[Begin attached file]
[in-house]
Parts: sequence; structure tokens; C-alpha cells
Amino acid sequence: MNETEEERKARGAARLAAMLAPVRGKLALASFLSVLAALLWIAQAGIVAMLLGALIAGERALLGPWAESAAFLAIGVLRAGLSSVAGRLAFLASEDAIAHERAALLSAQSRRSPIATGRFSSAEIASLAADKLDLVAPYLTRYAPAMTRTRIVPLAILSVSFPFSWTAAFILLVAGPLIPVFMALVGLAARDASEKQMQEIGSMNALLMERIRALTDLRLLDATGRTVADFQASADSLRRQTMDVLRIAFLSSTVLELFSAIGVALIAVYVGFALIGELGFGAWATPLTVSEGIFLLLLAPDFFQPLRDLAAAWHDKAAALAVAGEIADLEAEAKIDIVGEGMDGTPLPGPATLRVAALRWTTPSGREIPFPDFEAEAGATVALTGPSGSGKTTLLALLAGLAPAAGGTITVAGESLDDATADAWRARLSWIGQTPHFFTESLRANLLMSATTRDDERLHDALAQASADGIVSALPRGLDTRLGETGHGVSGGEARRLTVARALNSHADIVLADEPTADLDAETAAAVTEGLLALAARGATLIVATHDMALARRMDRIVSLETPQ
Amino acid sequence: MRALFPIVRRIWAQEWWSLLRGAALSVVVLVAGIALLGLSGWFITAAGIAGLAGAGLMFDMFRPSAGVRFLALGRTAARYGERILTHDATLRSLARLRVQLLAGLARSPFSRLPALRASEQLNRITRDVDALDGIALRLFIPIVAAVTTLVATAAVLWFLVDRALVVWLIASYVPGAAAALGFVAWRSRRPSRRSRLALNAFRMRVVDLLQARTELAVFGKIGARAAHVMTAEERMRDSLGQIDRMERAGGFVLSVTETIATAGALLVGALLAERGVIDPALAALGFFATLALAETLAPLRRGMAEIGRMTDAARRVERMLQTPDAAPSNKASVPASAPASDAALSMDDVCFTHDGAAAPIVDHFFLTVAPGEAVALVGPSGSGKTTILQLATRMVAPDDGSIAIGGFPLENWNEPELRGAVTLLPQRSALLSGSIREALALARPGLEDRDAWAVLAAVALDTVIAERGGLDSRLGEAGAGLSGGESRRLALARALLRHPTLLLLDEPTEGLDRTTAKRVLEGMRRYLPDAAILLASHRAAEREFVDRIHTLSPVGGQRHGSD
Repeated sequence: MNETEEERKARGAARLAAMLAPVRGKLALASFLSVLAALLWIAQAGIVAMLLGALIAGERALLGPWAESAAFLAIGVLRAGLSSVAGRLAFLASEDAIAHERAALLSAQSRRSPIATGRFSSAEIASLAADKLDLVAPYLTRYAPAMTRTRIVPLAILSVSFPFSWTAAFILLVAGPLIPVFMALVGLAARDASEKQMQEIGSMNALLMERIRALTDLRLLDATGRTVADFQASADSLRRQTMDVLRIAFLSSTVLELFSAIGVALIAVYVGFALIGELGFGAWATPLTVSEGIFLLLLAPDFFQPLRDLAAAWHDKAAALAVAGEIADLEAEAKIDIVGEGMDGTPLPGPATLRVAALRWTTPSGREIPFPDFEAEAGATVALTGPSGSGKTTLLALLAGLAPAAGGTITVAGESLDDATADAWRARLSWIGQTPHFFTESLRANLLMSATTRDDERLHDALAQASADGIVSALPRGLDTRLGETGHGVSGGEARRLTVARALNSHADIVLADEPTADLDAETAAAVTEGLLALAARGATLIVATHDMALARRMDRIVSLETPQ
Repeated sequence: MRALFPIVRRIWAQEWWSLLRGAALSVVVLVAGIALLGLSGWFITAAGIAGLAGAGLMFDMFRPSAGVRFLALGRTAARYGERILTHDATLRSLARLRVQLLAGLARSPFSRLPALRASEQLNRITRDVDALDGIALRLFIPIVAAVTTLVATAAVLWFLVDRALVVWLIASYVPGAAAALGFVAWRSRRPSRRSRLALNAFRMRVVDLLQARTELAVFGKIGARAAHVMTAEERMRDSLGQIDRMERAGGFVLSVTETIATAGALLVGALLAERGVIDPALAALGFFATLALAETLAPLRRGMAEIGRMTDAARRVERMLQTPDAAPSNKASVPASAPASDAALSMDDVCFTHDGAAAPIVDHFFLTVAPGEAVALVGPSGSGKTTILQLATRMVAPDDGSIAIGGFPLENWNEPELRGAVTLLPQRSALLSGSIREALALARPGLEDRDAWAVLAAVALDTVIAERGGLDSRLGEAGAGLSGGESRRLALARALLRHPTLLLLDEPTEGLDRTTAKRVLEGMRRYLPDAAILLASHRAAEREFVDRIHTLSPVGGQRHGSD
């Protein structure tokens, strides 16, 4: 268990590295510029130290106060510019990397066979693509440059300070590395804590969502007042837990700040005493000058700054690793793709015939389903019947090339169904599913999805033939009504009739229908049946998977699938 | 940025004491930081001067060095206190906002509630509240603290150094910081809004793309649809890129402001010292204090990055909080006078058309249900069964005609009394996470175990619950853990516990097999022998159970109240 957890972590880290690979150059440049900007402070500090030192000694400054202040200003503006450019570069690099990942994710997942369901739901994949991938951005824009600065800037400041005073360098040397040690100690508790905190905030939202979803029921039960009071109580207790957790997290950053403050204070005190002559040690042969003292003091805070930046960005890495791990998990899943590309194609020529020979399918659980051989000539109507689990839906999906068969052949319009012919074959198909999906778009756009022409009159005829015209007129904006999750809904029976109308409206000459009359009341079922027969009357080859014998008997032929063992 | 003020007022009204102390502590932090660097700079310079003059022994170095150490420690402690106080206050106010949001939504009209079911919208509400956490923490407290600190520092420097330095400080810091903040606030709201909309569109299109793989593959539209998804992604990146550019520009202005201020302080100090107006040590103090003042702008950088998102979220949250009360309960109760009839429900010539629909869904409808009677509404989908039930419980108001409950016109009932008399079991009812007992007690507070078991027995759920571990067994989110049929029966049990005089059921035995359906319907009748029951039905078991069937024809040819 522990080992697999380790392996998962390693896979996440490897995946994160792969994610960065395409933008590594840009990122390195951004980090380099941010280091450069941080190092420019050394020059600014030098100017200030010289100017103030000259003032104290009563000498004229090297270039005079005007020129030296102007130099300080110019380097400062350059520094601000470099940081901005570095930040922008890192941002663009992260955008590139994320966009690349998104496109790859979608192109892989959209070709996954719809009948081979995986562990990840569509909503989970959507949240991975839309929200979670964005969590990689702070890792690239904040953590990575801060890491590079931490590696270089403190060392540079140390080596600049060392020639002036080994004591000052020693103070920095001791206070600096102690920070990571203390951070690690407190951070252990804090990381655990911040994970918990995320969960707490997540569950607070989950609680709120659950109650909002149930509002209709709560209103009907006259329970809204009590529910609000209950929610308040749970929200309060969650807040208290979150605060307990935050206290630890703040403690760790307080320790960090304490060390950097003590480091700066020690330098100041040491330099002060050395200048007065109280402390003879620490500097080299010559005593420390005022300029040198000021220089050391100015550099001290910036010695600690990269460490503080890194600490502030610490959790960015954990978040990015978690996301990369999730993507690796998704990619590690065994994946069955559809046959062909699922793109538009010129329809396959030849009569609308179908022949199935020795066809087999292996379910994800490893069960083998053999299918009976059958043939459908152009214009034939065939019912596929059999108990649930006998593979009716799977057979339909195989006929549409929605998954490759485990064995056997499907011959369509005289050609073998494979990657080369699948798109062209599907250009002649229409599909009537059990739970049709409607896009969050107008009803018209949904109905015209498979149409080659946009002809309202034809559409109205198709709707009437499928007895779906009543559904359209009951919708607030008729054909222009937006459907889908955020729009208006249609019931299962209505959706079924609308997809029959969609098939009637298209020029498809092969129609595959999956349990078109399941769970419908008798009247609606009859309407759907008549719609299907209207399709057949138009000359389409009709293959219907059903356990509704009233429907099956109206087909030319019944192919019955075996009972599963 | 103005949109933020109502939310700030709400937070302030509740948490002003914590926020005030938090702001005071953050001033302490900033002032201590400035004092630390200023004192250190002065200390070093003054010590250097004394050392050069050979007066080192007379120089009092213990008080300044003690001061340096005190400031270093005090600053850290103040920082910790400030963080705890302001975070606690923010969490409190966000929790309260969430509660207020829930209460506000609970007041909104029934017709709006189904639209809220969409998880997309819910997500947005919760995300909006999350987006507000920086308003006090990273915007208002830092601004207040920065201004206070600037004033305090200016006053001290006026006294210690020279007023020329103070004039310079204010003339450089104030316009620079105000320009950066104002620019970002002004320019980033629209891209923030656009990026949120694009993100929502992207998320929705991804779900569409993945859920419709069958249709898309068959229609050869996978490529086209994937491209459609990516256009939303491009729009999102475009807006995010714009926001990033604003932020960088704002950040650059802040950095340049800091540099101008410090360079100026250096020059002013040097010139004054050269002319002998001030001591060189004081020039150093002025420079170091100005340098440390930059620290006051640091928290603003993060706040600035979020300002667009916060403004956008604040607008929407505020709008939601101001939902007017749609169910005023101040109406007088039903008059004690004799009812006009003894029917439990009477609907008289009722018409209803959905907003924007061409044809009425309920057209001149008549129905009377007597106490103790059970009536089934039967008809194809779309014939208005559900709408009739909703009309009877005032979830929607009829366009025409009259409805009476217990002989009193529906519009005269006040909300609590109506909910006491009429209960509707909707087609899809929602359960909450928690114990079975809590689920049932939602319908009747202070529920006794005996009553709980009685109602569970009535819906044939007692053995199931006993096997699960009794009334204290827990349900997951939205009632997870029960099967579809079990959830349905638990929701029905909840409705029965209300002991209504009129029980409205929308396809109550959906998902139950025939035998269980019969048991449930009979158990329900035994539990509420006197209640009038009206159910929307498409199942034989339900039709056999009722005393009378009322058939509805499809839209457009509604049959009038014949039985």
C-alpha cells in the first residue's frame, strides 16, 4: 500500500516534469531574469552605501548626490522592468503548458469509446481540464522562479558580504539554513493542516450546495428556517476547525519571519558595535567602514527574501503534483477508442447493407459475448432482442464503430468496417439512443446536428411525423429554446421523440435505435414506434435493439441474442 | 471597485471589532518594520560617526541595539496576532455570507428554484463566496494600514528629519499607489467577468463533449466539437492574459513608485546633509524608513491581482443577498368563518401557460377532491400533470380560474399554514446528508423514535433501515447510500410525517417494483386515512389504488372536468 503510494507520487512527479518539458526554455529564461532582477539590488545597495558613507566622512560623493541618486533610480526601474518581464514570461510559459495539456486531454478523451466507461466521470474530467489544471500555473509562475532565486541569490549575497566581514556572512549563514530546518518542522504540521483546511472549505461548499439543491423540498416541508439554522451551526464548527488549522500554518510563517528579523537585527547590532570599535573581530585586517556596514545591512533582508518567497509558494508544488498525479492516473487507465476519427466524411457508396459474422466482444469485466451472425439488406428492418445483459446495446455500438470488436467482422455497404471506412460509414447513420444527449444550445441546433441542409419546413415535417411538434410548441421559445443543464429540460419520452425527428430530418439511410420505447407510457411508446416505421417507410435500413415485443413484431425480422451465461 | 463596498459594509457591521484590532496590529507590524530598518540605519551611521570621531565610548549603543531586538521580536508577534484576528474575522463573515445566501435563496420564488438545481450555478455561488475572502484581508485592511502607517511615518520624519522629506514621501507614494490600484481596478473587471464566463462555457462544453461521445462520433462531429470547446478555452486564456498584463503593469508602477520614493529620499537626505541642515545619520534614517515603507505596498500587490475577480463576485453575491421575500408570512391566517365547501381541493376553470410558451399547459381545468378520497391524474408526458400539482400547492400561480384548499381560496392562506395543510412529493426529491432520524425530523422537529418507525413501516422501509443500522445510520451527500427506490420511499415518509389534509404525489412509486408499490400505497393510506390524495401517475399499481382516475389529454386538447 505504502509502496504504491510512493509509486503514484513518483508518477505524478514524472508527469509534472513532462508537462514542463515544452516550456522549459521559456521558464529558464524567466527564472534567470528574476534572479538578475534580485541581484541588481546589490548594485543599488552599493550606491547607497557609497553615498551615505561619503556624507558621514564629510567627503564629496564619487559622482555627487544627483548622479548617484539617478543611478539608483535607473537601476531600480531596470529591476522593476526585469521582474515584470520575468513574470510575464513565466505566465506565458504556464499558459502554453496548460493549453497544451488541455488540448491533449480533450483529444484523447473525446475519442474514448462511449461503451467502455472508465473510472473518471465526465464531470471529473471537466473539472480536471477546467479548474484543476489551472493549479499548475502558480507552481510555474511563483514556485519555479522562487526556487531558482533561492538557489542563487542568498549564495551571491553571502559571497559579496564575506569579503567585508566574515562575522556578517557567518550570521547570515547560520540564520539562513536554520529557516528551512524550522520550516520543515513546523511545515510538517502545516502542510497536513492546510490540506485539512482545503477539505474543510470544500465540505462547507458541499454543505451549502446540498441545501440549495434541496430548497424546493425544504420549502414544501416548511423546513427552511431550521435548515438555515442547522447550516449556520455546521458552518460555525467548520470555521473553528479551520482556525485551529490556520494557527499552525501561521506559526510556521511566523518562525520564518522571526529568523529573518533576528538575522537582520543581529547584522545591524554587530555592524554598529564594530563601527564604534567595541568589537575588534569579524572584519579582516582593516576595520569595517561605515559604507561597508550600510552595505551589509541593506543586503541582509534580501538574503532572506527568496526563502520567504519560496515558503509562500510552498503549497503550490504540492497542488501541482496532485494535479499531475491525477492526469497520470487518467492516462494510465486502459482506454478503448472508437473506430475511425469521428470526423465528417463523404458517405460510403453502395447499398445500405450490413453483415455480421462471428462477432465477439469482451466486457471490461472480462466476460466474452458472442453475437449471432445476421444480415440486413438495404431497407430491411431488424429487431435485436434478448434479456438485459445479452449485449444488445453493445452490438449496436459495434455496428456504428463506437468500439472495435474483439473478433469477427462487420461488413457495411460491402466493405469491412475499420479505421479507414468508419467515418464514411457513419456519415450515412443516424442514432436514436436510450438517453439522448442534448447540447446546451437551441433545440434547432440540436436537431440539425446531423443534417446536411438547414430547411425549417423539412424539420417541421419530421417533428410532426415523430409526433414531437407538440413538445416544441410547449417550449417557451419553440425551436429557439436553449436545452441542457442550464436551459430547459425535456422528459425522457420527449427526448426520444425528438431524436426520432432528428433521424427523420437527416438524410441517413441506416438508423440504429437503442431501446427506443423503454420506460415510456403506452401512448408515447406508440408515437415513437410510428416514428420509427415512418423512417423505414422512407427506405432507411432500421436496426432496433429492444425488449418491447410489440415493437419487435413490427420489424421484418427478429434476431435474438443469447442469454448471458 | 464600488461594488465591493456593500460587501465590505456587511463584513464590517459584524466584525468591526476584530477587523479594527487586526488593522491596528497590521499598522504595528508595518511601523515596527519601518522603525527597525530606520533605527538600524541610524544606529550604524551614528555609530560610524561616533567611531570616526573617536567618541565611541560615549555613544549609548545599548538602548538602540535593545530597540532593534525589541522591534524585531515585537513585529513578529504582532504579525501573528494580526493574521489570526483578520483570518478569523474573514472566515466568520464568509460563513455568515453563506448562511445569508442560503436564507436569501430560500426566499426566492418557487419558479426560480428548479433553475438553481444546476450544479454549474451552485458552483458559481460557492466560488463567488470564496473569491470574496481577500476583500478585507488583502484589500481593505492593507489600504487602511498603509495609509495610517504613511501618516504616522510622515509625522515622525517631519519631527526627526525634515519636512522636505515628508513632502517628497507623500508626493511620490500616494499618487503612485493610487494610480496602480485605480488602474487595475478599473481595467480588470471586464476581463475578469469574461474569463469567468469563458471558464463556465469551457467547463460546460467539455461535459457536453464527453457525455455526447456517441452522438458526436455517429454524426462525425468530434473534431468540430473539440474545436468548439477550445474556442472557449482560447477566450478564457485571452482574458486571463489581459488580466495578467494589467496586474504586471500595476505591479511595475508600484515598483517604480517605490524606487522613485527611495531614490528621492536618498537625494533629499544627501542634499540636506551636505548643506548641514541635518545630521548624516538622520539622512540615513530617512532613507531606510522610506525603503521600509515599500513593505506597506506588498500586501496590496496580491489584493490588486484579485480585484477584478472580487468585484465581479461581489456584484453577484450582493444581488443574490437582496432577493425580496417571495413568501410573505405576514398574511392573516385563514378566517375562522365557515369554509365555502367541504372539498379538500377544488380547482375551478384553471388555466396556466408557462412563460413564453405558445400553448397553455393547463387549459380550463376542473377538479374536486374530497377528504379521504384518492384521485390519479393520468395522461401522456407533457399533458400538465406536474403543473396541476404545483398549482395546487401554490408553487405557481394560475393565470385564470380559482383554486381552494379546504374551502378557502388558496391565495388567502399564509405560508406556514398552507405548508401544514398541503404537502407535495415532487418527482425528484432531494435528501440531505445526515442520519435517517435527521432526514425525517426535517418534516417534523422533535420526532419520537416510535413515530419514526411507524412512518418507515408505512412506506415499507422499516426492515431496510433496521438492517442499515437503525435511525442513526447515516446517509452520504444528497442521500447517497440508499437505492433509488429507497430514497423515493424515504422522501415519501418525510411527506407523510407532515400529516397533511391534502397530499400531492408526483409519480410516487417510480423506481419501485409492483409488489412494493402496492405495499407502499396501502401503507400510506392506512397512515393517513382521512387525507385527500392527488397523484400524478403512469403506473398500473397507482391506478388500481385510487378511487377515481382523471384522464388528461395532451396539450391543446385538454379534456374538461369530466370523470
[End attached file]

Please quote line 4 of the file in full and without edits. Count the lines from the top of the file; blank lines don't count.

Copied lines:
Amino acid sequence: MRALFPIVRRIWAQEWWSLLRGAALSVVVLVAGIALLGLSGWFITAAGIAGLAGAGLMFDMFRPSAGVRFLALGRTAARYGERILTHDATLRSLARLRVQLLAGLARSPFSRLPALRASEQLNRITRDVDALDGIALRLFIPIVAAVTTLVATAAVLWFLVDRALVVWLIASYVPGAAAALGFVAWRSRRPSRRSRLALNAFRMRVVDLLQARTELAVFGKIGARAAHVMTAEERMRDSLGQIDRMERAGGFVLSVTETIATAGALLVGALLAERGVIDPALAALGFFATLALAETLAPLRRGMAEIGRMTDAARRVERMLQTPDAAPSNKASVPASAPASDAALSMDDVCFTHDGAAAPIVDHFFLTVAPGEAVALVGPSGSGKTTILQLATRMVAPDDGSIAIGGFPLENWNEPELRGAVTLLPQRSALLSGSIREALALARPGLEDRDAWAVLAAVALDTVIAERGGLDSRLGEAGAGLSGGESRRLALARALLRHPTLLLLDEPTEGLDRTTAKRVLEGMRRYLPDAAILLASHRAAEREFVDRIHTLSPVGGQRHGSD